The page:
Monday, October 29, 2012

Brad Pitt's Not Available, So...

I stumbled across this story sparker idea quite by accident over the weekend, and it was so good I knew I had to pass it on. You're going to think you know what it is before I'm done... but I'm not so sure you'll guess right.

Most of you are familiar with the Harry Potter books, I suppose. There are 7 books in the series:
  1. Harry Potter and the Sorcerer's Stone
  2. Harry Potter and the Chamber of Secrets
  3. Harry Potter and the Prisoner of Azkaban
  4. Harry Potter and the Goblet of Fire
  5. Harry Potter and the Order of the Phoenix
  6. Harry Potter and the Half-Blood Prince
  7. Harry Potter and the Deathly Hallows
There's nothing new there, of course. But over the weekend I discovered a Tumblr site that does Harry Potter humor. (Just a warning to those of you who decide to check it out: You may find some of it objectionable. But a lot of it is just hilarious!) And on that site I found a list titled The Books from Ron’s Point of View. Here's the list:
  1. Ron Weasley and the Three-Headed Dog
  2. Ron Weasley and the Possessed Sister
  3. Ron Weasley and the Rat That Isn’t A Rat
  4. Ron Weasley and the Green Monster of Jealousy
  5. Ron Weasley and the Year of Quidditch
  6. Ron Weasley and the Girl Drama
  7. Ron Weasley and the Wooing of Hermione Granger
I'd say that list is slightly different from the first, wouldn't you?

Let's say you've got a great idea for a story... but for some reason your story is "stuck." It just won't work, no matter what you do.

Perhaps you're writing about the wrong character!

Well, maybe not, but perhaps you need to look at your story from a different angle. Telling the story from another character's viewpoint may be just what you need to get things going again.

Now, let me make something clear. This sparker is not about changing your story's narrator, which is what most people would immediately try to do. Look back at the Harry vs. Ron examples. Both lists are the same books... but while the first one tells how Harry understands the story as it happens to him, the second tells how Ron understands the exact same story happening to him!

Take the second book, Chamber of Secrets. Ginnie Weasley, one of the book's main characters, is Harry's friend but she's Ron's sister. Harry approaches the problem from a sense of revenge; anything involving Voldemort (the wizard who killed his parents) makes him want to take action. Ron, however, approaches all of this from a sense of fear; for him, Voldemort is a boogeyman whose name isn't even supposed to be spoken out loud! Both boys experience the same events, but a different story, as this photo from the blog demonstrates!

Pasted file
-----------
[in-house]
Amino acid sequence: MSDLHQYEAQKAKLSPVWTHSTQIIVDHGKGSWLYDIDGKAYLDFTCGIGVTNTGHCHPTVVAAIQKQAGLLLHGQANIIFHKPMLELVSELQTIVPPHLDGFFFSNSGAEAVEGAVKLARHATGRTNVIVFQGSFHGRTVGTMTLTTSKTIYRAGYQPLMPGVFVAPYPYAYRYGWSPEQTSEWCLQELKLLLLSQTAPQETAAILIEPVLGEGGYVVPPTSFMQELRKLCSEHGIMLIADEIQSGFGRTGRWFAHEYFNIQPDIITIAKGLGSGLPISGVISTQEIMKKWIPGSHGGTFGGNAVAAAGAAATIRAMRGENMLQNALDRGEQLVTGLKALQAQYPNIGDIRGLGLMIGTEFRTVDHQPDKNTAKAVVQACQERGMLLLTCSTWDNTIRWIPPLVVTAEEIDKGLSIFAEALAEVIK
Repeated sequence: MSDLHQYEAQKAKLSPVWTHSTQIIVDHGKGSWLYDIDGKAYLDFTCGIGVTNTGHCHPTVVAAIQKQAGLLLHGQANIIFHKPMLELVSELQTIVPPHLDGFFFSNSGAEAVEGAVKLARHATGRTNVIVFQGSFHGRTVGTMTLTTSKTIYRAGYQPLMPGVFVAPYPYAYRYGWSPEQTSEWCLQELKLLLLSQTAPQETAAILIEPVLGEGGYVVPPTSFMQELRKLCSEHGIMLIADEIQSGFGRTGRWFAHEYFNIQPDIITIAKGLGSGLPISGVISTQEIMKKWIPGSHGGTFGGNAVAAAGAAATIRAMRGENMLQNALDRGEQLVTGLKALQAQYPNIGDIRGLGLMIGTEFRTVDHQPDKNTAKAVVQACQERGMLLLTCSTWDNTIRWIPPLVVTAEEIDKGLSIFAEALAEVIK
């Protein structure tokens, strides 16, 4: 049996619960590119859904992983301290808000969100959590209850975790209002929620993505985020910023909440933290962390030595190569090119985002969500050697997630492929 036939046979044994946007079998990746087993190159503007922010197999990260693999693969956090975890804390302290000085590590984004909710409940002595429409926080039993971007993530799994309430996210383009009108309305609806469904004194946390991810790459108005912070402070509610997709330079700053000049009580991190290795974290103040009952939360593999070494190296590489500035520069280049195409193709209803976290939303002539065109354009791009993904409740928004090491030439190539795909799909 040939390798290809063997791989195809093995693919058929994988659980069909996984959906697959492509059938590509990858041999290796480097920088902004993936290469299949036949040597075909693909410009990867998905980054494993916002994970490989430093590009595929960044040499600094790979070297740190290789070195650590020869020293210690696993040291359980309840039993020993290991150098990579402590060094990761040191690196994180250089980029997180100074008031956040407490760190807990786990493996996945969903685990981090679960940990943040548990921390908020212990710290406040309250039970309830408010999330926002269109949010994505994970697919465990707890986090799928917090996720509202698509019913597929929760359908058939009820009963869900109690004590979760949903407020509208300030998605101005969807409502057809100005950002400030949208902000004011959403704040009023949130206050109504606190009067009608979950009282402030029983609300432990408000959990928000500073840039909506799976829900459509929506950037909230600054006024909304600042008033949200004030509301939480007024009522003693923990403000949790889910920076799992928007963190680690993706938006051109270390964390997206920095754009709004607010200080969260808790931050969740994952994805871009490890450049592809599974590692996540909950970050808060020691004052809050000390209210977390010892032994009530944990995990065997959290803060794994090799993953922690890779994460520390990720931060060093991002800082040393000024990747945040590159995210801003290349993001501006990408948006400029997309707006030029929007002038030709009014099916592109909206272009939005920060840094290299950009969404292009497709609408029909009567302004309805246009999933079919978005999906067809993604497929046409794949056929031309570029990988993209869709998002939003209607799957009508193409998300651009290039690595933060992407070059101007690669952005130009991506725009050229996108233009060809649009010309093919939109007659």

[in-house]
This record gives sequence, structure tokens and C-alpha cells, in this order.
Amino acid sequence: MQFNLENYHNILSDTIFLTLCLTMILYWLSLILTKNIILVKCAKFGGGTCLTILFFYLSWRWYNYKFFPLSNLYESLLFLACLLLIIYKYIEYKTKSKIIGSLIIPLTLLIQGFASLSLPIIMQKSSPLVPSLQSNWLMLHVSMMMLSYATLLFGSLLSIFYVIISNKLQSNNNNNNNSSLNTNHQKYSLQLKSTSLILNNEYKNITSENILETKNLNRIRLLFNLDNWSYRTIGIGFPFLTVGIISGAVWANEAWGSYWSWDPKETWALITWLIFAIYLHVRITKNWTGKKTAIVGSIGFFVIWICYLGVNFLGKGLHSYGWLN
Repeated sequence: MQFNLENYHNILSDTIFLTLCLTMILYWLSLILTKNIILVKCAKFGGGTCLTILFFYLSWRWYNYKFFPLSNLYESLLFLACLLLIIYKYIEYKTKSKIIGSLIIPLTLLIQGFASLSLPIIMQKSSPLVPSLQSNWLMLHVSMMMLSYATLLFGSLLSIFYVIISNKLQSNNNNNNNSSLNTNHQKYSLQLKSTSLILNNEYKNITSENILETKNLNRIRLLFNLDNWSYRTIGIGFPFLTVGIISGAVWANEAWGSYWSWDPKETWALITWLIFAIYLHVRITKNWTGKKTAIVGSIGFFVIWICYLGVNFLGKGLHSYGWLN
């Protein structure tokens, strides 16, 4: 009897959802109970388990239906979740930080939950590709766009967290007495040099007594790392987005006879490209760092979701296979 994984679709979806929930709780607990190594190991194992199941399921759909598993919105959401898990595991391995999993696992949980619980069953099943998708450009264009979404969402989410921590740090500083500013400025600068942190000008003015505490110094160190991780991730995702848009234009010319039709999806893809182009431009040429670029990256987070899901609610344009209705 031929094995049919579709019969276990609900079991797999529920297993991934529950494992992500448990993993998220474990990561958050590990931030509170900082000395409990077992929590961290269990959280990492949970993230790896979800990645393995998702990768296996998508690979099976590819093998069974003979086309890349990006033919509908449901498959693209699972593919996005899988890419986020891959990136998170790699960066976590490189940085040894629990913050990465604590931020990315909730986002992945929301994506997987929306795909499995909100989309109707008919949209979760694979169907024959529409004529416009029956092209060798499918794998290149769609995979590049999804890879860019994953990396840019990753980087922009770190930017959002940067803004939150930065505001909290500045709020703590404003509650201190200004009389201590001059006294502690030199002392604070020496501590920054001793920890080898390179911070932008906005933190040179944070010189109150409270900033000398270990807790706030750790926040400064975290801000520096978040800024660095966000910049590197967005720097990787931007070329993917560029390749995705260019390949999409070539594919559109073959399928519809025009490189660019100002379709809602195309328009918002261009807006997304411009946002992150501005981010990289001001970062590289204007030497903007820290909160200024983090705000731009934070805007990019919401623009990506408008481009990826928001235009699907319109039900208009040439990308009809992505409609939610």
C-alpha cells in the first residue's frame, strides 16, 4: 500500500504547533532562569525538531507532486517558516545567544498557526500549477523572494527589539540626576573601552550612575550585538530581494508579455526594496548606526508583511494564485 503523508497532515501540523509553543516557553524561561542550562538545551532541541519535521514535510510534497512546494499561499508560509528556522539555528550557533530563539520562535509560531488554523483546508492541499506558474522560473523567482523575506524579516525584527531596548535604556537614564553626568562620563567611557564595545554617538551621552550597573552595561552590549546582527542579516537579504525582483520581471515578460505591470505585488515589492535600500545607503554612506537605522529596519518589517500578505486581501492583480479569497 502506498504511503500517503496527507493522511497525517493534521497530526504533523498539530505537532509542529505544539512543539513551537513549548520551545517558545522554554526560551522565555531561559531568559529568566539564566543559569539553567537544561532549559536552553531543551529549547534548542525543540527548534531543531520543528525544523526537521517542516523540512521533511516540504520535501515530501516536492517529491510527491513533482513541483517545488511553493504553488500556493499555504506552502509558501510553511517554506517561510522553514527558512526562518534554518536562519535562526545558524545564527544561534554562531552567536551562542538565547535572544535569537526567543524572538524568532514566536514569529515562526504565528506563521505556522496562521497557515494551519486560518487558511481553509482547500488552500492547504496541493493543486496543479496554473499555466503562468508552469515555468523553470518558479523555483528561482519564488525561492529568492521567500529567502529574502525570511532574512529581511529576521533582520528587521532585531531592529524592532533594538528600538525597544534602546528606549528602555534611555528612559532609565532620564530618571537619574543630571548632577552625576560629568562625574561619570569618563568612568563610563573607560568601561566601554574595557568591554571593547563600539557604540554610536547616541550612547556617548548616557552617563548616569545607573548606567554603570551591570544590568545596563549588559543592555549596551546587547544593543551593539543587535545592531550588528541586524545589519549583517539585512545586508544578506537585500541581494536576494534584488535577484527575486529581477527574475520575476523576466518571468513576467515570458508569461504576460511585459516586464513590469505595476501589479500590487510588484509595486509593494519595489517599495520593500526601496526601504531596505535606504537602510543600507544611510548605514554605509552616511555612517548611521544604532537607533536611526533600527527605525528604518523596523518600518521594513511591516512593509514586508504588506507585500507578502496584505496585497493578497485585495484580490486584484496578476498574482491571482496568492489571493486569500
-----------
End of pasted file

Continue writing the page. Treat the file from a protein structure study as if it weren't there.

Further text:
Ron and Harry

So next time you get stuck, try doing your story using a different character. Or, if you have no story idea, take a story you like and put your character in it. I bet you get some very different ideas doing that!

Friday, October 26, 2012

The Five Steps in the Creative Process

I wonder... if a picture is worth a thousand words and I have writer's block, am I short a few pictures?

I have a book by Anastasia Suen called Picture Writing. It's all about using visualization to create more interesting children's books. One of the things she included in the book is a list she calls the Five Steps in the Creative Process. I don't know if she got it from someone else -- she quotes quite a few creativity researchers in that section -- or whether she complied it from several sources, but it's interesting. Here are the five steps (from page 7 of the book):
  1. Preparation: You get a new idea and gather information about it.
  2. Frustration: Your project gets stuck.
  3. Incubation: Your subconscious works on the project.
  4. Illumination: The A-Ha! moment of insight.
  5. Translation into Action: You take your insight and put it to work.
I don't know about you, but I find that second step very interesting... because I tend to spend so much time there! She quotes from a book called The Creative Spirit: "Frustration arises at the point when the rational, analytical mind, searching laboriously for a solution, reaches the limit of its abilities." She adds, "When logic doesn't work anymore, you have to rely on your intuition."

Suen says that frustration actually comes very early in the creative process. That surprised me, since I always felt that I got most frustrated near the end because that's when I got stuck most often. If frustration happens early, does that mean I didn't really have things worked out to begin with? Did I try to start the project too early, before I really knew what it was going to be?

Sometimes part of that frustration phase involves just sitting down and writing to see what we get. But we have to be careful not to mistake this "thinking on paper" for the actual creation we intend to make. To use a sculpting analogy, sometimes we think we're shaping the statue when we're just digging clay.

It's easy to get depressed when you read about established writers who sit down and turn out a certain number of pages a day. You need to keep in mind that there can be some different things going on here.
  • One, that writer may just be digging clay. Every successful writer can tell you about pages of material they wrote that never saw print.
  • Two, the writer already had some clay. This is particularly true if the writer works in an already established "universe" -- either theirs or someone else's. If you've ever tried it, writing fanfic (stories about existing TV or literary characters you like) is much easier than creating a universe of your own. Much of the dirty work has already been done for you -- not only do you already have characters and a world, but those characters have a history. What happens going forward is based in part on what has already happened.